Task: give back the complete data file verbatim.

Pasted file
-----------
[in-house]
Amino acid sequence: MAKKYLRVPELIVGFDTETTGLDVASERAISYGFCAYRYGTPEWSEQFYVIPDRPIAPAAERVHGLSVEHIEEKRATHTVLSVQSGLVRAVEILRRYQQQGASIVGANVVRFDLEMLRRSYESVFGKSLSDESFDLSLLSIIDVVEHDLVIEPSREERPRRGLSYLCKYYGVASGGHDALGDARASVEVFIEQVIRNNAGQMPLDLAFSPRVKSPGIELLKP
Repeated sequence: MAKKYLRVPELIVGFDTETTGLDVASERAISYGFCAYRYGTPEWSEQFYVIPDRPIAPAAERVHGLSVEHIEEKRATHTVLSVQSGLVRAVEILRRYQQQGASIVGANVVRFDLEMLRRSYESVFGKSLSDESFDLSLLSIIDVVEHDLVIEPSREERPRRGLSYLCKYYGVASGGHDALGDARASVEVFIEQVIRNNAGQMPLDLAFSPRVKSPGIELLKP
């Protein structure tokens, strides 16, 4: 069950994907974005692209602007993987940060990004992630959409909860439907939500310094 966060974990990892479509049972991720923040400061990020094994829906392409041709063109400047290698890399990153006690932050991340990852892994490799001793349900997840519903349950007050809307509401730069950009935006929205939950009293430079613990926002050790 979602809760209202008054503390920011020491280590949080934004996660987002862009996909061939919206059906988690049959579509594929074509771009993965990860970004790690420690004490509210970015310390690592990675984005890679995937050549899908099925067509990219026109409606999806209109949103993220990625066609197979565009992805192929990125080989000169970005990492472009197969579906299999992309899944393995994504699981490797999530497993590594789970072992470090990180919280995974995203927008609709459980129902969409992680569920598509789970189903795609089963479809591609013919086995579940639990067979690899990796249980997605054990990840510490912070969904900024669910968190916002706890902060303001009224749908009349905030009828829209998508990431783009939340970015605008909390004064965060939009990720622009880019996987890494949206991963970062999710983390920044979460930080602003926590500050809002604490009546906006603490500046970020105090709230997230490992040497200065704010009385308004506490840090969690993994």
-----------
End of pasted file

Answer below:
[in-house]
Amino acid sequence: MAKKYLRVPELIVGFDTETTGLDVASERAISYGFCAYRYGTPEWSEQFYVIPDRPIAPAAERVHGLSVEHIEEKRATHTVLSVQSGLVRAVEILRRYQQQGASIVGANVVRFDLEMLRRSYESVFGKSLSDESFDLSLLSIIDVVEHDLVIEPSREERPRRGLSYLCKYYGVASGGHDALGDARASVEVFIEQVIRNNAGQMPLDLAFSPRVKSPGIELLKP
Repeated sequence: MAKKYLRVPELIVGFDTETTGLDVASERAISYGFCAYRYGTPEWSEQFYVIPDRPIAPAAERVHGLSVEHIEEKRATHTVLSVQSGLVRAVEILRRYQQQGASIVGANVVRFDLEMLRRSYESVFGKSLSDESFDLSLLSIIDVVEHDLVIEPSREERPRRGLSYLCKYYGVASGGHDALGDARASVEVFIEQVIRNNAGQMPLDLAFSPRVKSPGIELLKP
């Protein structure tokens, strides 16, 4: 069950994907974005692209602007993987940060990004992630959409909860439907939500310094 966060974990990892479509049972991720923040400061990020094994829906392409041709063109400047290698890399990153006690932050991340990852892994490799001793349900997840519903349950007050809307509401730069950009935006929205939950009293430079613990926002050790 979602809760209202008054503390920011020491280590949080934004996660987002862009996909061939919206059906988690049959579509594929074509771009993965990860970004790690420690004490509210970015310390690592990675984005890679995937050549899908099925067509990219026109409606999806209109949103993220990625066609197979565009992805192929990125080989000169970005990492472009197969579906299999992309899944393995994504699981490797999530497993590594789970072992470090990180919280995974995203927008609709459980129902969409992680569920598509789970189903795609089963479809591609013919086995579940639990067979690899990796249980997605054990990840510490912070969904900024669910968190916002706890902060303001009224749908009349905030009828829209998508990431783009939340970015605008909390004064965060939009990720622009880019996987890494949206991963970062999710983390920044979460930080602003926590500050809002604490009546906006603490500046970020105090709230997230490992040497200065704010009385308004506490840090969690993994």